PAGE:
Best for Everyone

My boys don’t understand my motives all of the time. As someone who has lived longer, I can also observe situations that will escalate and end in injury or property damage. As an adult in our relationship, I can better perceive a situation’s cause and effect and keep the perils of life away from them. And so, as I watch my boys run around my house with three-foot wooden dowels, swinging them chaotically, I know that this is a recipe for disaster. However, to my sons, I am only ruining their fun and being a “meanie” when, in reality, I am protecting them from the dangers they are not aware of yet. As I observe humanity, I am aware of the duality of our condition- on the one hand, we want parameters to live by, but we also don’t like for anyone to interrupt our “status quo.”
Churches of Christ are an anomaly. There are a variety of things we do that are contrary to other Christian group practices. One of those differences, and one I am convinced that we adhere to and excel at, is church structure.
Some groups have one senior leader who calls the shots and “runs” the church. They function like a CEO and rule the roost, controlling the direction of the gathering. Other groups elect a board of directors to govern the church. These individuals rotate and share the load regarding the “business” of the assembly. Still, others gain direction and directives from a regional or corporate office; they set a standard and manage the group’s affairs from afar. If all of this seems cold and objective, that’s because it is- when groups operate like this, they become more of a business and less of a family. Our desire should be to keep the Bride of Christ from turning into a business.
There must be a better way, and there is an ideal model we follow that is influenced and supported by scripture. As a body of “sheep,” we are appropriately described as a flock; therefore, we need shepherds to tend to our needs. Paul, departing from Miletus and bypassing Ephesus, meets with their leaders and gives this exhortation.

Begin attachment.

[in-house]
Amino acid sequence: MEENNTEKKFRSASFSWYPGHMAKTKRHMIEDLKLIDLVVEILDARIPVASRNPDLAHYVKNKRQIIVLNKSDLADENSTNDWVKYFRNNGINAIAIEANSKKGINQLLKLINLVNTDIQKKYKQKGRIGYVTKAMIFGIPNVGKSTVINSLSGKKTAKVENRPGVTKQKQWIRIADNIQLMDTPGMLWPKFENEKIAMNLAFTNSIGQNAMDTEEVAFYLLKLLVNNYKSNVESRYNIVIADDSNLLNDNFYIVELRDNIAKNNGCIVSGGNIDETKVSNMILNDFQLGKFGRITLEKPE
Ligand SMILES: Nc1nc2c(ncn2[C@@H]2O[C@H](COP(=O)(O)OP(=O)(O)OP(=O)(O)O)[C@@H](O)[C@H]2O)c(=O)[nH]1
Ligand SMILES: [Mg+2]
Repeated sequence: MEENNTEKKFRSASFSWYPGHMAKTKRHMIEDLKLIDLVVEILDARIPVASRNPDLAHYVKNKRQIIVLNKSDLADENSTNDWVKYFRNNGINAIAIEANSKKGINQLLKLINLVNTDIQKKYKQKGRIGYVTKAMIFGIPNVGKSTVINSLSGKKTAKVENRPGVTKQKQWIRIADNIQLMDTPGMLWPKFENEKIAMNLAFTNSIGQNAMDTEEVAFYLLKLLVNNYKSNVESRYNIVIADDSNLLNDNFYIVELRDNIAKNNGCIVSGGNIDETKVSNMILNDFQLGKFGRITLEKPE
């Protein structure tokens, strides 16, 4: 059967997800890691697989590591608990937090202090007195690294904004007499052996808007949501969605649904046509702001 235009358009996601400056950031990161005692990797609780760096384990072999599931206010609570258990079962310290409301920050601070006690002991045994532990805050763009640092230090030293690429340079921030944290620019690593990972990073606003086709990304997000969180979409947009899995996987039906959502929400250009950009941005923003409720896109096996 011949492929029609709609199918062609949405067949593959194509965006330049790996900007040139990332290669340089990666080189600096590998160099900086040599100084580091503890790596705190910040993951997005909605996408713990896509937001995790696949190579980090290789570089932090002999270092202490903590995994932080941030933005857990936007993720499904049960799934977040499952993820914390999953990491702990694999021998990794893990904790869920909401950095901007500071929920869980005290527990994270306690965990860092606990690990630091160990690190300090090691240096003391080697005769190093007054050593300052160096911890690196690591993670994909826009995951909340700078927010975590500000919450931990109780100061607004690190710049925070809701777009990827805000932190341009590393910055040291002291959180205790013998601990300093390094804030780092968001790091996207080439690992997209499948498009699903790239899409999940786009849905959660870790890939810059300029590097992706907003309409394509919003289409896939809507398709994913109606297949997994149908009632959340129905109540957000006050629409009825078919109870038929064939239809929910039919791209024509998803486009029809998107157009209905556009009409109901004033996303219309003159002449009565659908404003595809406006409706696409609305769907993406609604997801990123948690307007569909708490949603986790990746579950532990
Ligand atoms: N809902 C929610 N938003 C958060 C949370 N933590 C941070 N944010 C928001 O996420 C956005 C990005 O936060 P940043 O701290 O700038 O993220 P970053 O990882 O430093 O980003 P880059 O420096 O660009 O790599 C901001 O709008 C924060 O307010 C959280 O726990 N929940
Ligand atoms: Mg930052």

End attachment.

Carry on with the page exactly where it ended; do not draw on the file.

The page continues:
Acts 20:17, 28 – “From Miletus he sent word to Ephesus and called to himself the elders of the church. … 28 “Be on guard for yourselves and for all the flock, among which the Holy Spirit has made you overseers, to shepherd the church of God which He purchased with His own blood.”
This pivotal passage contains the understanding of God’s view of church leadership. Elders, overseers, bishops, shepherds- all these terms refer to the same group of individuals. Paul charges these individuals with meeting the needs of the body of believers that the Holy Spirit directed under their care. It is a lofty goal and a heavy responsibility.
From this concept, there became a bridge between Greek and Latin, as Latin became the predominant language of religious activities for 1200 years. The Latin word for a herdsman- “pascere” from the root word to feed — became anglicized to our term “pastor .” A pastor is, therefore, one who looks after the flock. Based on these definitions, three individuals in our body are unsung heroes in my book. Three individuals who continually put other’s needs above their own; physically, spiritually, and emotionally- these men definitively tend to the flock.